Plaintiffs now seek to amend their Complaint a second time through this motion. (See Motion to Amend: Docket Entry No. 95). Plaintiffs seek to amend their complaint to name the County of Monmouth and the various corrections officers listed above, in place of John and/or Jane Doe Defendants. Plaintiffs argue that from the start of the lawsuit, they have asserted claims against unknown, John and/or Jane Doe Defendants, in anticipation of uncovering the identities of all individuals directly implicated in Clayton Slutsky’s mistreatment at MCCI. (Id.). Plaintiffs demanded from the Defendants, surveillance videotapes identifying the officers who were on duty while Clayton Slutsky was in the Containment Cell, as well as, the Solitary Cell for the days in which he was detained at MCCI. (Id.). However, Plaintiffs further assert Defendants did not comply with these demands until August 1, 2014, nearly 4 years after filing suit. (Id.). On August 1, 2014, Defendants identified for Plaintiffs, the MCCI corrections officers appearing in the surveillance videotapes. (Id.). Now with the identities of the officers, Plaintiffs seek to amend their Complaint a second time to incorporate said officers into the Complaint.
Plaintiffs argue they should be allowed to amend their Complaint pursuant to Fed.R.Civ.P. 15(a)(2), which takes a liberal approach to pleading. Plaintiffs state; “[l]leave to amend must generally be granted unless equitable considerations render it otherwise unjust, ” Arthur v. Maersk, Inc., 434 F.3d 196, 204 (3d Cir. 2006). Such equitable considerations consist of “undue delay, bad faith or dilatory motive on the part of the movant, repeated failure to cure deficiencies by amendments previously allowed, undue prejudice to the opposing party by virtue of allowance of the amendment, [or] futility of the amendment.” Great Western Mining & Mineral Co. v. Fox Rothschild LLP, 615 F.3d 159, 174 (3d Cir. 2010). Plaintiffs contend equitable considerations weigh in favor of granting their leave to amend because the proposed amendment is neither futile nor unduly prejudicial.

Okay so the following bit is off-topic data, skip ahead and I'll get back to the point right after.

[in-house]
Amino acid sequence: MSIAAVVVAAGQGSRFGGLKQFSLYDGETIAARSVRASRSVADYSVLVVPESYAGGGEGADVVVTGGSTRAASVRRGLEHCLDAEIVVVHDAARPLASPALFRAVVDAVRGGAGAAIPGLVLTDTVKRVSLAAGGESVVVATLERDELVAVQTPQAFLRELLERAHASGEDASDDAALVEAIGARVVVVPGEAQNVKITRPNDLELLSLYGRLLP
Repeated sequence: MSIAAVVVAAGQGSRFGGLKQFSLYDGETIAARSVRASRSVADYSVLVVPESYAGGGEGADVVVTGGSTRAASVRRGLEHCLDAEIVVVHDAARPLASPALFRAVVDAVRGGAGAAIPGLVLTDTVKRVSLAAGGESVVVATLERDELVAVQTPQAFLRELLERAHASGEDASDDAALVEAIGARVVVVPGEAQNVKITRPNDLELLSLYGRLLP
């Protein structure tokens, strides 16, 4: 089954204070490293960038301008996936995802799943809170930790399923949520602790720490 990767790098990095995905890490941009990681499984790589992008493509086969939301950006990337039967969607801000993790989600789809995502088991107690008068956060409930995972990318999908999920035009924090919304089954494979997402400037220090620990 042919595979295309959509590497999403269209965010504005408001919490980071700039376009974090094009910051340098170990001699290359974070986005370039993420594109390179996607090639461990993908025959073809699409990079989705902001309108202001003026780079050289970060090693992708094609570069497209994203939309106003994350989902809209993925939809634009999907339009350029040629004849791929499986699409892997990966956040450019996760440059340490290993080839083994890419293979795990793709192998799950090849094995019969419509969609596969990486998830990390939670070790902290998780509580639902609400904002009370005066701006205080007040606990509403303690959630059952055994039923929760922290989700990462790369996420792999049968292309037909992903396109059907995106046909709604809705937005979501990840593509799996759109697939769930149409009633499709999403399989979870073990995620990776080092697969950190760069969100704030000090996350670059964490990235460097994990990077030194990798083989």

In arguing that equitable considerations weigh in their favor, Plaintiffs assert that nothing in the present motion nor procedural history of this lawsuit, suggests undue delay by Plaintiffs. Rather, since the beginning of this lawsuit, Plaintiffs have explicitly listed “John and/or Jane Doe” Defendants and diligently attempted to uncover their identities. (See Motion to Amend: Docket Entry No. 95). Plaintiffs further state nothing in the proposed Amended Complaint suggests bad faith. Plaintiffs are not advancing any new legal claims nor any new legal theories. They are merely seeking to explicitly name as defendants, those individuals directly implicated in the treatment and conditions of Clayton Slutsky’s incarceration at MCCI. (Id.).
Furthermore, Plaintiffs state; “an amendment is futile if it is frivolous or advances a claim or defense that is legally insufficient on its face.” Harrison Beverage Co. v. Dribeck Imp., Inc., 133 F.R.D. 463, 468 (D.N.J. 1990)(internal quotation marks and citations omitted). In assessing futility, the Court applies the same standard of legal sufficiency as applied under Rule 12(b)(6). Alvin v. Suzuki, 227 F.3d 107, 121 (3d Cir. 2000). Moreover, Plaintiffs state; “prejudice will be considered undue when it rises to such a level that the non-moving party would be unfairly disadvantage or deprived of the opportunity to present facts or evidence.” Harrison, 13 F.R.D. at 468.